TV tech explained: our essential guide to buying a TV

With today’s tellies now more feature-laden than ever, it can be a daunting prospect to try to find one that’s right for you. But you aren’t alone – the info below will help you navigate the minefield of TV tech, understand what to look for when you’re demoing sets in a shop, and even deflect the blind-you-with-jargon sales patter you might encounter…

Types of TV

There are three main types of set: LCD (which includes LED sets), plasma and OLED. This last one is very new, very rare and very expensive – so you’re unlikely to see many OLED tellies in shops for a few years.

LG 47LW650T

LG 47LW650T

LG's 47LW650T LCD uses passive 3D tech


Liquid Crystal Display. LCD sets are the most common type of TV, especially at sizes under 40in. Arguments rage about whether it’s worse in terms of contrast and colour than plasma tech, but over the past few years, it’s improved to the point where, on the best sets, you’d be hard-pressed to tell the difference.

A backlight shines through the coloured pixels to send the image into the room. LCD sets tend to be slim and light, making them better for mounting on flimsier walls than heavier plasma sets.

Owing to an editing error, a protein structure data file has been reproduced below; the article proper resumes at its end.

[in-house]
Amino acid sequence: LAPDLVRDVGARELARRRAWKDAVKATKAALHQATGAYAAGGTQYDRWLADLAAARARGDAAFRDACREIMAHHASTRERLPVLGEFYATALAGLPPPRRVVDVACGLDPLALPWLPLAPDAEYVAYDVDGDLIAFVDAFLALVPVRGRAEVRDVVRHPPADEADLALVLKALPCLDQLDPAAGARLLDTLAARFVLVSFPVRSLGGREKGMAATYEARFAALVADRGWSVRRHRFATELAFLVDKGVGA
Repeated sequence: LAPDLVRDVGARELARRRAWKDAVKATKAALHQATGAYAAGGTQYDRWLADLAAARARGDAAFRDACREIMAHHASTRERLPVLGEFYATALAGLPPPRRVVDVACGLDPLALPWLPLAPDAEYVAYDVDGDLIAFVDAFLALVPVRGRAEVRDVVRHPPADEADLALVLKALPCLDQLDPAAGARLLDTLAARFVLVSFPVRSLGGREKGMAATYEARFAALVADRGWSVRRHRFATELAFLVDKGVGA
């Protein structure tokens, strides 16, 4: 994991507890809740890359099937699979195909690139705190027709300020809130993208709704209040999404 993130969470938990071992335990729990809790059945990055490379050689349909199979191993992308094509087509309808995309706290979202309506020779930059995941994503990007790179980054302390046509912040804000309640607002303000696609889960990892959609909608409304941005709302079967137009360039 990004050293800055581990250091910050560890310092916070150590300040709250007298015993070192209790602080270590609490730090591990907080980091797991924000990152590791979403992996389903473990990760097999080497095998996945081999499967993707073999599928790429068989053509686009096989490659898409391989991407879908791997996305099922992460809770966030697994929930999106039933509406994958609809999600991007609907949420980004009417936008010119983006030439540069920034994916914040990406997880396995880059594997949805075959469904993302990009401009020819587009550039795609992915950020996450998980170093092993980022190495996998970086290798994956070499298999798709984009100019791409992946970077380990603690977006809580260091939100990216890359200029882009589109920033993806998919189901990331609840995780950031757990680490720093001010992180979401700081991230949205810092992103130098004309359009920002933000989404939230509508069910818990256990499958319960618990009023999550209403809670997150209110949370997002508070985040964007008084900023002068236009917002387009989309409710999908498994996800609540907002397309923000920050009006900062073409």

Panasonic TH-85VX200

Panasonic TH-85VX200

Panasonic's TH-85VX200 plasma is a £42,000, 85in monster


Plasma displays don’t have a backlight; instead, each pixel on the screen emits its own light. In the past, this has given plasma displays an advantage where contrast is concerned, since when a pixel is turned off, it’s completely black.

Conventional backlights in LCD sets continue to emit light, even if the pixels are turned off. Plasma displays are typically heavier and more expensive than their LCD counterparts – but if you prefer the picture, then go for it.

Plasma displays have faster response times than LCD, which will appeal to the gamers among you – though LCD is closing the gap here, too.

LG 15EL9500

LG 15EL9500

LG's 15EL9500 OLED TV is 15in, costs £1700


The technology is still in its infancy, so you won’t see it in shops unless you frequent the kind of places that offer a free private jet with every purchase, but OLED is an exciting development.

It uses a thin layer of organic molecules that emit light when a current is passed through them – and because it requires so little electricity and circuit bulk, the panels can be made incredibly thin (and are astonishingly cheap to run). Watch this space (or click here if you’re made of money).